You've spent a lot of time getting the sound just right at home but what about the car? After all, most people spend a lot of time in that small cabin driving around, going to work or holidays so you might as well see about improving or adding to it. If you have children, then a video system will keep them quiet on long trips! Navigation systems are the latest must-have gadgets and are a godsend for many people. In this article however, we will look at the audio in more detail.
Generally speaking the newer the car, the better the features and sound you will have. Luxury cars often have branded system by the likes of Harman/Kardon, Bose, Infinity, Mark Levinson, Becker and others. Particular audio brands align themselves prestige brands of cars to enhance both their images and a lot of money is spent on developing integrated systems with all the bells and whistles. Actually it is these systems which are the hardest to upgrade as most of the items are developed with the car and very well integrated so an after-market audio system is difficult to fit. Things like steering wheel controls, mobile phones, navigation and instrument cluster displays all are connected via special data buses and store-bought units will not have these sorts of connections.
So having such an integrated system makes it very difficult to improve the sound (though, that said, many do tend to sound pretty good to start with!) but there are still things that can be done. Usually the easiest is to change the speakers. A decent car audio store will be able to advise on speakers that fit and are compatible with the current system, even sometimes just adding a tweeter to a one-way driver can improve the high-end response. Replacing all the speakers and adding an external amp is the next step, this will give a lot more power in many cases and you may even be able to add a subwoofer. If going down this path, it is a good idea to get the installers to add extra deadening to the panels to help stop rattles and vibrations caused by the extra power!
A full work over of the system would be to replace virtually all the parts and will certainly not be easy but if the car is out of warranty or fairly old, you may be able to install a fantastic sounding system but be warned, the cost of doing this is going to be steep, especially if you want it done properly. A lot of special devices are now appearing to enable proper integration with the original factory fitted system and these can make it easier and sometimes also allow you to keep the more specialised features of the system.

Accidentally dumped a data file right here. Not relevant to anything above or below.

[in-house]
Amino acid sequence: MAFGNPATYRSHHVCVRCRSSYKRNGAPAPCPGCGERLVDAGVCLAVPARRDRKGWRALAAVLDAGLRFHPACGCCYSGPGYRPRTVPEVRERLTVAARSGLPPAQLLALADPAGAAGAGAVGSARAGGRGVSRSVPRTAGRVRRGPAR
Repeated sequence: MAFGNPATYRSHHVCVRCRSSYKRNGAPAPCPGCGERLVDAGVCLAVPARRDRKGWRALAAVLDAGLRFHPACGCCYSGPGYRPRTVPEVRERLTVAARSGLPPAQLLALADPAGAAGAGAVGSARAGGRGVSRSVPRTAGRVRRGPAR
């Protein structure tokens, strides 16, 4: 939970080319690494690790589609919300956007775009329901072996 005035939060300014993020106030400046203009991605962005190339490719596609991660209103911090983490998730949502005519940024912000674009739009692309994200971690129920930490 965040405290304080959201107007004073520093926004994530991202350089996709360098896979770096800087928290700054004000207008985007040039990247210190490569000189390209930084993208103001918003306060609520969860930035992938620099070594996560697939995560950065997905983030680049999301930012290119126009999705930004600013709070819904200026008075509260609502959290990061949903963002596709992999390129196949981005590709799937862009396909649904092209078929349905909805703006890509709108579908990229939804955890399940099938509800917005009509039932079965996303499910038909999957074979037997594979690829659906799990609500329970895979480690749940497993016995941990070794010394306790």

For most other cars, you can change virtually any part of the audio system you like without too much trouble. As mentioned above, speakers are usually the first step but you have to consider the age and the power of the radio same as you do for home systems. Watch out for labels on speakers and head units (the name given to the radio unit in the dashboard), the car audio industry is full of misleading labeling especially when it comes to power. Speakers are often labeled with incredibly high power figures, it is usually for the uninformed to walk into a store and ask for 200W speakers. They think that will give them a very loud system but of course it doesn't mean much at all by itself, many other factors come into play.
New radios abound these days, many are now fully featured and include auxiliary inputs for MP3 players and the like, MP3 disc playback, memory card slots, USB ports and Bluetooth interfaces for mobile phones. Complete systems can be designed as simple or as complex as you want or can afford. The sound quality these days is astounding and there are even sound quality competitions run across Australia (also along with the SPL competitions, yes, you guessed it, who has the loudest system.)
Many brands in the home audio areas also have a range of car audio products, Dynaudio, Pioneer, Panasonic and Focal to name a few. They even go as far as using virtually the same speaker drivers with slight modifications, so the actually system can product matching sound quality. Where problems arise is of course the lack of a proper listening environment. You have a very high noise floor with the engine, road noise and of course other vehicles. The sweet spot is impossible to sit in and the speakers are located very close to the listening position. However clever installations and audio processing can take care of some of these issues to an extent. Time delay adjustments are becoming more common and of course the simple balance control can centre the sound a bit better for the driver.
The resultant sound is always a compromise but a decent system with proper installation can sound really good and will rival many home systems. If you spend a lot of time listening to music on the car and plan to keep the car for a fair while, go to a quality car audio store and have a chat about getting your car's system upgraded!
Written by Leon Gross, originally published in Audio & Video Lifestyle magazine.
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